Neutering male dogs and cats reduces the need to breed and can have a calming effect that makes them less inclined to roam and more content to stay at home. This does not, however, mean that a male dog is less protective of the house or family. Neutered dogs make good guard dogs because they are less likely to leave the property or house.

Neutering your male pet also improves his health by reducing the risk of prostate disease, testicular cancer and infections.

How does spaying and/or neutering my pet make a difference for the community?

Saipan has a serious animal population problem. Each year, hundreds of animals are dumped in the jungles, beaches, or abandoned by roadsides. These abandoned, roaming, stray, and sick animals have a negative impact on our tourist industry, property values, public health, and public safety. In addition to causing our society numerous costly problems, these unwanted animals suffer horribly before dying of starvation, disease, worms, or by the acts of man.

Furthermore, irresponsible breeding contributes to:
  • The problem of dog bites and attacks;
  • Stray and roaming dogs that litter our neighborhoods and negatively affect tourism;
  • Dead dogs that smell, and negatively affect our neighborhoods and tourism;
  • Overburdening parties who are trying to address our animal-related problems, such as PAWS, AWC, Beautify CNMI!, DLNR, and Paradise Island Animal Hospital;
  • Stray pets and homeless animals get into trash containers, which litters our beaches and jungles;
  • Stray pets poop in public places and on private lawns; and
  • Stray animals affect our wildlife population, such as birds, turtles, and lizards.

By having your dog or cat spayed or neutered, you will do your part to prevent the birth of unwanted dogs and cats and you will enhance your pet's health and quality of life, while also improving our community.

Spaying or Neutering an animal is expensive – Is it worth the expense?

Yes! Without doubt, spaying or neutering your animal is worth every cent! This is a one-time expense that can dramatically improve the quality of life for you, your neighbor, community members, and your pet.

If you are still uncertain about whether or not to proceed with the surgery, consider the expense to society of collecting and caring for all the unwanted, abused, or abandoned animals. You may not even be aware of this – but there are a lot people working very hard, both professionally and as volunteers, to care for these animals and find them permanent and safe homes.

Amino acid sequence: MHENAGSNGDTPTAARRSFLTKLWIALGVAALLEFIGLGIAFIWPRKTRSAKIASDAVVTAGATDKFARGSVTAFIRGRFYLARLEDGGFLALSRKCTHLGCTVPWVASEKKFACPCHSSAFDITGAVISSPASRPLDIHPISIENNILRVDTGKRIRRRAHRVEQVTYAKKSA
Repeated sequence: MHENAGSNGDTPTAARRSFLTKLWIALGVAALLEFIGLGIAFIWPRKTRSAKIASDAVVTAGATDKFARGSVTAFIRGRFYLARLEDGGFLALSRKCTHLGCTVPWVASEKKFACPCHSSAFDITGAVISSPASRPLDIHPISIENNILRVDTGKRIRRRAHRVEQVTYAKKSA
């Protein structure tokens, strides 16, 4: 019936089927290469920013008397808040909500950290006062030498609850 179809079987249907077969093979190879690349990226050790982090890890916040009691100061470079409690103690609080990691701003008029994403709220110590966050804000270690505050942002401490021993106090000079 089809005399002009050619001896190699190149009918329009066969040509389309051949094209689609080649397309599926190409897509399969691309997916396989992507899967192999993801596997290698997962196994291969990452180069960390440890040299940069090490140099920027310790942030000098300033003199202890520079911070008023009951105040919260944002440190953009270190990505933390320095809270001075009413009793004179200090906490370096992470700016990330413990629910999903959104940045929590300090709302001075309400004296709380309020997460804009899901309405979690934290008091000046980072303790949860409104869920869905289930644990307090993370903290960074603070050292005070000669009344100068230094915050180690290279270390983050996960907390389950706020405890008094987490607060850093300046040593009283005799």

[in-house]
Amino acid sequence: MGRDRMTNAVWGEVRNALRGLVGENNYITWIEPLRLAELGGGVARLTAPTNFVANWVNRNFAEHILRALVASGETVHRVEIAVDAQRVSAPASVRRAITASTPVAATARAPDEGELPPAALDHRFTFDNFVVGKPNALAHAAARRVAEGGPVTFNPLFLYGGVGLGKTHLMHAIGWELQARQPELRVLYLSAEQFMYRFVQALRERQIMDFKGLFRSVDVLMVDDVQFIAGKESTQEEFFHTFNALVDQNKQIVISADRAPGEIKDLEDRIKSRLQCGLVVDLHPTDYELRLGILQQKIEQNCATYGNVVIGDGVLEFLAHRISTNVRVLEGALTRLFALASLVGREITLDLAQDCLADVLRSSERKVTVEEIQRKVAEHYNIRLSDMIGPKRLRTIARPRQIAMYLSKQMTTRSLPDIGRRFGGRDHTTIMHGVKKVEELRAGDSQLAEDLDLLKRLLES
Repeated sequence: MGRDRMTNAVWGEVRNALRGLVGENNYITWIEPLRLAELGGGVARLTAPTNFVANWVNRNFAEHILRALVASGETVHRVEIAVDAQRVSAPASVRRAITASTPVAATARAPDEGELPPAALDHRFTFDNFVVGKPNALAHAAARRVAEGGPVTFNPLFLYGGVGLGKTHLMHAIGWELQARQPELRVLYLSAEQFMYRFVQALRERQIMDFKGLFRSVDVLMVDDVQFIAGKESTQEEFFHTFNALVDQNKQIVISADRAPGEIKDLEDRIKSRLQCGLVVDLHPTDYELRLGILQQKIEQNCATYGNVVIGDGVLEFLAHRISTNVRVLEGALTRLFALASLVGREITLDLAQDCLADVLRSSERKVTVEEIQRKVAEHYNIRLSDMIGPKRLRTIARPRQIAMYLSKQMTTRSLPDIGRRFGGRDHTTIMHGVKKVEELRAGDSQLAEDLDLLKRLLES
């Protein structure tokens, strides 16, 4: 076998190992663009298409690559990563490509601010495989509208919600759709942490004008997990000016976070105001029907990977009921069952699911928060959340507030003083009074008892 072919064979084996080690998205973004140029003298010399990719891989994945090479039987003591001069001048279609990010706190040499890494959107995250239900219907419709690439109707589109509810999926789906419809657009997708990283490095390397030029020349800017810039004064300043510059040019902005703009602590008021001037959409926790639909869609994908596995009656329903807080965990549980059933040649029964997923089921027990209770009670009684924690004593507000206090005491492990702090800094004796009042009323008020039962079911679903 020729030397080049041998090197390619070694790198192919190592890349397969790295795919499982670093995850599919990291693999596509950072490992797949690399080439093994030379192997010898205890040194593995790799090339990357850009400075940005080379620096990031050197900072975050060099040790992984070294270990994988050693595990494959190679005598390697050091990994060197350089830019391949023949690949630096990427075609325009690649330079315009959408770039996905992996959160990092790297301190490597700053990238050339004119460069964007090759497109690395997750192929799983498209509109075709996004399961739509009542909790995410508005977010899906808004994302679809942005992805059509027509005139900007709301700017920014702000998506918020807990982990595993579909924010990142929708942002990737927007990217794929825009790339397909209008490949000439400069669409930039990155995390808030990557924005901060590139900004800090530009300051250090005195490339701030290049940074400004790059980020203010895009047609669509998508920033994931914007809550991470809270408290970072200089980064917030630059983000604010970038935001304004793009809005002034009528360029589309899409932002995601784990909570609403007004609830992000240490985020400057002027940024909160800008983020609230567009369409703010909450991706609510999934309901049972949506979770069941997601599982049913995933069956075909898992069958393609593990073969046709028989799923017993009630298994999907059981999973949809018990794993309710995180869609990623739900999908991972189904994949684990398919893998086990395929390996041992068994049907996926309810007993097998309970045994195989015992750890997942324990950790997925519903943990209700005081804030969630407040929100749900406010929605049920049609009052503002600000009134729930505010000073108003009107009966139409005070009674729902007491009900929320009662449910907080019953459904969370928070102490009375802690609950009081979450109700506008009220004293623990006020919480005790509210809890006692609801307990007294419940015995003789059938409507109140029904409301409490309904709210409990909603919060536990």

Having your pet spayed or neutered is a part of responsible pet ownership and an important investment in your pet's long-term good health.

Who do I contact to get my animal(s) spayed and/or neutered?

If you are interested in learning more about spaying or neutering, or wish to have your pet spayed or neutered, please contact:

Dr. Edgar Tudor Paradise Island Animal Hospital 234-9669

** Information for this article was provided by: Dr. Joi Sutton, D.V.M., Founder and President of Veterinary Ventures, Portland, OR (, The United States Humane Society at, and the American Veterinary Medical Association at

Tuesday, July 10, 2007

Family Offers $50.00 Reward for Dog's Safe Return

Dennis Tababa and his family are asking for your help in finding their dog Snoopy. The dog was last seen on July 4, 2007 in the morning hours chained to a post in the families' front yard. By mid-morning, someone had stolen the dog.
If you or anyone you can provide information that leads to Snoopy's safe return, please contact Dennis Tababa at 234-0148. The family is offering a reward of $50.00 for Snoopy's safe return.
Snoopy is regarded as a member of the family, and is greatly missed.

Breed: Boonie
Color: Brown coat, in good condition, with black around the mouth and tail.
Gender: Male
Age: 3 years old

Sunday, July 8, 2007

Sad, but typical story here in Saipan

What a sad situation -sad story.

PAWS published a piece in the Saipan Tribune the other day about a rescue attempt of a dog that was dumped at the Airport about 3-4 months ago. We received a call from a TOURIST who spotted the emaciated dog upon her arrival in Saipan.

I knew of the dog's existence, but had completely forgotten about it. Three months ago, I noticed the dog when I was dropped off at the airport to catch a flight. I swore I would take care of it when I got back, but completely forgot with all the other complaints, animals, and issues that continually come up on a daily basis.

So, three months later, PAWS received an email about this female dog living in the airport parking lot.

Look for yourself - she, the rescue dog, is nothing but skin and bones. I hope it can be rescued. I hope someone comes forward and offers to house the dog for 2-3 months while she regains her strength. But, if no one comes forward, the dog will be put to sleep.

In a last ditch effort to find a fostering home for this dog, we published an article in the paper. ONE person responded to our plea for help - ONE person. This one person was a young lady, who obviously has a soft spot for animals.